Little Rock      27         391         430         821   
     

 

 

    

 

 

    

 

 

    

 

 

 

Deltic’s real estate activities primarily involve residential lots and commercial acreage; however, the Company has constructed a small number of speculative homes in the Red Oak Ridge development to serve as a catalyst for increasing lot sales activity. This activity has been reviewed for potential triggers for impairment testing, as appropriate. However, management is of the opinion that no such triggering event has occurred.

A tabular summary of Deltic’s speculative home activity is as follows:

 

Development

  

Market

   Homes
Sold in
2011
     Homes
Constructed
Since
Inception
     Homes Sold
Since
Inception
     Homes
Unsold
 

Red Oak Ridge

   Hot Springs      —           15         9         6   
     

 

 

    

 

 

    

 

 

    

 

 

 

 

23


Table of Contents

Equity in earnings of Del-Tin Fiber was $.3 million in 2011, a decrease of $3.8 million from 2010. The decrease was due primarily to lower sales volume and average per-unit sales price, as the MDF market was weaker than the prior year, as 2010 benefitted from a disruption in the supply of moldings from Chile as a result of an earthquake there. In addition, higher costs for raw material used in the manufacture of MDF adversely impacted the plant’s financial results.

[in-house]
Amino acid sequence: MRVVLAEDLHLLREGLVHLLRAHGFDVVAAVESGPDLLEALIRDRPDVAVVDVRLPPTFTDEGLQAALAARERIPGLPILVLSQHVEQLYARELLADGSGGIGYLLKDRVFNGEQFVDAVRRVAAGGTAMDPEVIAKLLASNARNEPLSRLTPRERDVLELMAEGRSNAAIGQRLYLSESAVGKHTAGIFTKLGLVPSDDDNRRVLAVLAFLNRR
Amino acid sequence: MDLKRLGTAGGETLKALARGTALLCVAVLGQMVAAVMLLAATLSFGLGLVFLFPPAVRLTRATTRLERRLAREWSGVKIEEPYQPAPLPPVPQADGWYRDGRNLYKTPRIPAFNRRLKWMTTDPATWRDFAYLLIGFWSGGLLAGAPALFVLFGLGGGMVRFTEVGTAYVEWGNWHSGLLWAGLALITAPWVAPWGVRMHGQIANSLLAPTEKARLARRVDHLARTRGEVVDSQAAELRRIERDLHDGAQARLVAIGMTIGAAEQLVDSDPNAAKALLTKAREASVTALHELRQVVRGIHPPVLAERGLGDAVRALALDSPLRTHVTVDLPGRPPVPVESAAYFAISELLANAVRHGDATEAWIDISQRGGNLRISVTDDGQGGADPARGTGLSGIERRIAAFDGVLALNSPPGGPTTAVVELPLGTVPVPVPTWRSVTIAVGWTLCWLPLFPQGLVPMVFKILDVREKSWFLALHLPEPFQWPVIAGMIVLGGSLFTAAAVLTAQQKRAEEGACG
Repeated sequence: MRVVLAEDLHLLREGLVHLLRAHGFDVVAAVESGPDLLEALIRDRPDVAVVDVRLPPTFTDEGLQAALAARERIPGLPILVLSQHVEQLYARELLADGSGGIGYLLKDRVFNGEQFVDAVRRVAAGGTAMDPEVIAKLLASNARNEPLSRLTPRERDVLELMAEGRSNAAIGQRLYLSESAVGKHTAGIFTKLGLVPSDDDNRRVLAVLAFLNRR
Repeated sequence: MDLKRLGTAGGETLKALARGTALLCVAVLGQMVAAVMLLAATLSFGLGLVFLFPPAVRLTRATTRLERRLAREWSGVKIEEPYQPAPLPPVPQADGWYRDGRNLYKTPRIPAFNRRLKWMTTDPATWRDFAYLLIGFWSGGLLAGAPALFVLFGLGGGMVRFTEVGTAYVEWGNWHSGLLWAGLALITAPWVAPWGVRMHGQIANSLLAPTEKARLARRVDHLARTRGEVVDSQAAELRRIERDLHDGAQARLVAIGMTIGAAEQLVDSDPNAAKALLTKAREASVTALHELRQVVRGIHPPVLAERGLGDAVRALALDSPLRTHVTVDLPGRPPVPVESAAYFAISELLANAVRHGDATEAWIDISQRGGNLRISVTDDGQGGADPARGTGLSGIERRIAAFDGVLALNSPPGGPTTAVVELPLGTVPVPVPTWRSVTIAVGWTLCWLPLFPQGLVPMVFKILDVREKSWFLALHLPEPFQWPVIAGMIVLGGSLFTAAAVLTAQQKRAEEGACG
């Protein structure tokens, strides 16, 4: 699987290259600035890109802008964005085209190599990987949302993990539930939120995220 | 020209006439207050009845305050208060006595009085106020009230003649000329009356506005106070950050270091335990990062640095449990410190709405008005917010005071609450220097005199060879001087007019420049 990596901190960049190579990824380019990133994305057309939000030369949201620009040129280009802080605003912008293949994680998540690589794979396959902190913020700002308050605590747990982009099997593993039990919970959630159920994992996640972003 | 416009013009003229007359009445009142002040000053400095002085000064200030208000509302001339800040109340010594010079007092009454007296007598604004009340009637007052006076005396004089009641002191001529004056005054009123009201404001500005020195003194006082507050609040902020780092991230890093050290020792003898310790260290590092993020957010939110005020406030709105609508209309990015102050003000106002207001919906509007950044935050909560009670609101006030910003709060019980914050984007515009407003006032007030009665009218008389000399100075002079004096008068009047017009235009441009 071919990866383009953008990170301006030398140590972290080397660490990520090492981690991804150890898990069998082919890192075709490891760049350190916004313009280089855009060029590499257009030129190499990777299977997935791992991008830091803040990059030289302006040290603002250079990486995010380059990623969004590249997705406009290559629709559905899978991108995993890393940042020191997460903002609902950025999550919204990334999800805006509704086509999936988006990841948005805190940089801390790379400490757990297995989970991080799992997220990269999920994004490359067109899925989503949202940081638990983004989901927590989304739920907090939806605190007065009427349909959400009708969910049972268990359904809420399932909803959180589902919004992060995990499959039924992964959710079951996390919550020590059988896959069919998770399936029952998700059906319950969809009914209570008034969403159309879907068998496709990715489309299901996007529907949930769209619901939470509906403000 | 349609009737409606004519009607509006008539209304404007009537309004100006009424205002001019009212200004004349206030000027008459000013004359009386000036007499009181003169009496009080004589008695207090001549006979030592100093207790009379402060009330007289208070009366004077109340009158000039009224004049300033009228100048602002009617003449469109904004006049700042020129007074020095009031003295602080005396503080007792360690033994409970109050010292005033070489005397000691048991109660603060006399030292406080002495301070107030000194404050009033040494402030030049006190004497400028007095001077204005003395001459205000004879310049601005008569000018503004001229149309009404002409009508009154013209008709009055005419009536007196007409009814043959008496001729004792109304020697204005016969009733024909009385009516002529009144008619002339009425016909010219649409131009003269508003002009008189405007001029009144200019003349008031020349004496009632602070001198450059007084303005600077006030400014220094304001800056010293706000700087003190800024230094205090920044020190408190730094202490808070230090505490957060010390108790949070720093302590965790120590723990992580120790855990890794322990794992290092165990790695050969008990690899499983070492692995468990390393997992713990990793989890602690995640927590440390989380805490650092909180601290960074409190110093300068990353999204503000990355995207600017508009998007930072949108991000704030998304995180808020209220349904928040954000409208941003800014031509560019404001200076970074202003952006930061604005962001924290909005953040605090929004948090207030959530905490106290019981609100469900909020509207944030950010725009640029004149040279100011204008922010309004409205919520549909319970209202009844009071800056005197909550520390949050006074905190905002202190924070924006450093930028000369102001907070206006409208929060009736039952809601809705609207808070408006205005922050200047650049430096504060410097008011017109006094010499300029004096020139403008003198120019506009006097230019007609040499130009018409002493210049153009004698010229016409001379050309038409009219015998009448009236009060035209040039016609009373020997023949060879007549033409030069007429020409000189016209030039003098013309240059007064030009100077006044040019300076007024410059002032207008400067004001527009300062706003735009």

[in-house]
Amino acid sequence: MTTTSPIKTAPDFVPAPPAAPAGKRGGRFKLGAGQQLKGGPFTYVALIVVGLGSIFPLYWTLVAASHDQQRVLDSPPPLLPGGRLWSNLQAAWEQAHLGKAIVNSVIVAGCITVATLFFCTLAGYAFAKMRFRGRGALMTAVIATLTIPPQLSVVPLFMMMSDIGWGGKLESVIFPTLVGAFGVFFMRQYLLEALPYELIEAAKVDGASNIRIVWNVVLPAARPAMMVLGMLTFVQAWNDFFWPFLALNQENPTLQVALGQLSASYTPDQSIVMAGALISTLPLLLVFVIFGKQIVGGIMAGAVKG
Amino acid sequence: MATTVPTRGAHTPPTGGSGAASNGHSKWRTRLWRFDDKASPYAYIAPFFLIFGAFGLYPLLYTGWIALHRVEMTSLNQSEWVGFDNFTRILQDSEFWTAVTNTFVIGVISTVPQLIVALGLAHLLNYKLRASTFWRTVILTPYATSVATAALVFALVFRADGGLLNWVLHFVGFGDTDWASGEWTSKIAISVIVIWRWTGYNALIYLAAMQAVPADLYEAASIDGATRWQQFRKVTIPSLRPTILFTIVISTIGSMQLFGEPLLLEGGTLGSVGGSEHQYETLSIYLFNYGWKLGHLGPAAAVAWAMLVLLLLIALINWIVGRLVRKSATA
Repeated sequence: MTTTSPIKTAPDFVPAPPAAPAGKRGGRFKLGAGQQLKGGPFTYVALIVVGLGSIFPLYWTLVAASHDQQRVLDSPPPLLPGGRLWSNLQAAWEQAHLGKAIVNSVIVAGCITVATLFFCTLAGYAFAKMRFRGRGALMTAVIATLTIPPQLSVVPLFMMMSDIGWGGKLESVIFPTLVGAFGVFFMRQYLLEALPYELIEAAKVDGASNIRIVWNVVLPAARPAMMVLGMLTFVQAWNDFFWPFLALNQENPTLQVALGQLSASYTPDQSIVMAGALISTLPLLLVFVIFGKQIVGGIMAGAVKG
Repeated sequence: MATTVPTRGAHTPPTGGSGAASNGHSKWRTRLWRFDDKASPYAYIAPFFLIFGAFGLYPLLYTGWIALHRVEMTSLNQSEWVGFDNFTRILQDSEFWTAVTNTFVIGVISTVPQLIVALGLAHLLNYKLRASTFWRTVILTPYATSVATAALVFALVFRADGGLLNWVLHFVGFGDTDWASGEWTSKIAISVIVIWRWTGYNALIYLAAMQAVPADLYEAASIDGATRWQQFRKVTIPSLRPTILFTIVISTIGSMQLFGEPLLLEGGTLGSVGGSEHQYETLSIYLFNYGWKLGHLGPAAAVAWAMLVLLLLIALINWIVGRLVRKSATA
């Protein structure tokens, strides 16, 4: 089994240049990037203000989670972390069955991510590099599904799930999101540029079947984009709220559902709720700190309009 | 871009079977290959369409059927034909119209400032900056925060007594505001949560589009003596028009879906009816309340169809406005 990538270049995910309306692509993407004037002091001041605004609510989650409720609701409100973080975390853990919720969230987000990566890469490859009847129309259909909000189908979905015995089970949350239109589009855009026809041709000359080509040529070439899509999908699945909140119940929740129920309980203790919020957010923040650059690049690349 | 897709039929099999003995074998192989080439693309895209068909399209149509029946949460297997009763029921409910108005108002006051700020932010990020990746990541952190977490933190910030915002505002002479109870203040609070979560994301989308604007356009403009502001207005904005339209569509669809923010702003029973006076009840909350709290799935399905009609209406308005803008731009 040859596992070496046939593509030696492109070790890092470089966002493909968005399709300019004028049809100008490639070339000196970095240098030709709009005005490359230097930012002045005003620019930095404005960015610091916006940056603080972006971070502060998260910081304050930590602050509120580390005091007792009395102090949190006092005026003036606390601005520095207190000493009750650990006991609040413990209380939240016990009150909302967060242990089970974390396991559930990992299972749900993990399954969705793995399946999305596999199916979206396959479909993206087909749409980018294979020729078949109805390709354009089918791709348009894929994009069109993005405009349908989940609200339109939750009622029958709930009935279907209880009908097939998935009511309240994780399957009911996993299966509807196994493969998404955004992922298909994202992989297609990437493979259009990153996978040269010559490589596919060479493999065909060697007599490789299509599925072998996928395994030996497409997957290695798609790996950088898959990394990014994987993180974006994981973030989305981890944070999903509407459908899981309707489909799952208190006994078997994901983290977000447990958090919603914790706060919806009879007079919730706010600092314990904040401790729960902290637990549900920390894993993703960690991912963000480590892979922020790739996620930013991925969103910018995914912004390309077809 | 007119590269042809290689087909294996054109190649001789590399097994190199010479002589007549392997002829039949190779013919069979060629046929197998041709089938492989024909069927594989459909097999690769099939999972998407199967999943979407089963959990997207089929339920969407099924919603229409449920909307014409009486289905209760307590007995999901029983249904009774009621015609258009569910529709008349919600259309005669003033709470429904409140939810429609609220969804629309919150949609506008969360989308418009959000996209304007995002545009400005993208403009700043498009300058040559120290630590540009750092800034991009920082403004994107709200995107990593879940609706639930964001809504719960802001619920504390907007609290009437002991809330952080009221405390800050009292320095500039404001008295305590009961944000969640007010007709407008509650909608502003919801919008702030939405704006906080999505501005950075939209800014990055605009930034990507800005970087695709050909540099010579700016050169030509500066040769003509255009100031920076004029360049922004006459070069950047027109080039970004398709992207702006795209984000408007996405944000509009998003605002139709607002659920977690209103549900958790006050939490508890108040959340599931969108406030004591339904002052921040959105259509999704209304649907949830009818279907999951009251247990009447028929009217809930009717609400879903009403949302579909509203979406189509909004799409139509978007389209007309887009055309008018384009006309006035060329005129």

Significant Events

On February 4, 2011, Deltic amended and extended its unsecured and committed revolving credit facility. Pursuant to the amendment, the total amount available was decreased $2.5 million to $297.5 million, the term was extended to September 9, 2015, the fixed charge coverage ratio covenant was removed, pricing of the applicable commitment fees and margins was amended, and an option to request an increase in the amount of the aggregate revolving commitments by $50 million was continued. The funds available through this agreement will enable the Company to take full advantage of growth opportunities as they present themselves.

On February 13, 2012, International Paper Company completed its acquisition of Temple-Inland, Inc., Deltic’s joint venture partner in Del-Tin Fiber, LLC. Temple-Inland, Inc. is a now a wholly owned subsidiary of International Paper Company. The acquisition did not change the operating agreement of Del-Tin Fiber, LLC.

Results of Operations

In the following tables, Deltic’s net sales and results of operations are presented for the three years ended December 31, 2011, 2010 and 2009. Explanations of significant variances and additional analyses for the Company’s consolidated and segmental operations follow the tables.

 

     Years Ended December 31,  
(Millions of dollars, except per share amounts)    2011     2010     2009  

Net sales

      

Woodlands

   $ 40.2        43.5        40.1   

Mills

     83.9        99.4        75.7   

Real Estate

     12.3        16.0        13.1   

Eliminations

     (14.6     (17.3     (16.9
  

 

 

   

 

 

   

 

 

 

Net sales

   $ 121.8        141.6        112.0   
  

 

 

   

 

 

   

 

 

 

Operating income

      

Woodlands

   $ 20.4        24.4        23.4   

Mills

     1.0        7.3        (5.8

Real Estate

     —          2.2        .2   

Corporate

     (14.3     (16.0     (12.6

Eliminations

     .4        —          .7   
  

 

 

   

 

 

   

 

 

 

Operating income

     7.5        17.9        5.9   

Equity in earnings of Del-Tin Fiber

     .3        4.1        2.2   

Interest income

     —          .1        .1   

Interest and other debt expense, net of capitalized interest

     (4.0     (3.4     (3.5

Other income

     —          —          .1   

Income taxes

     (1.1     (6.3     (1.1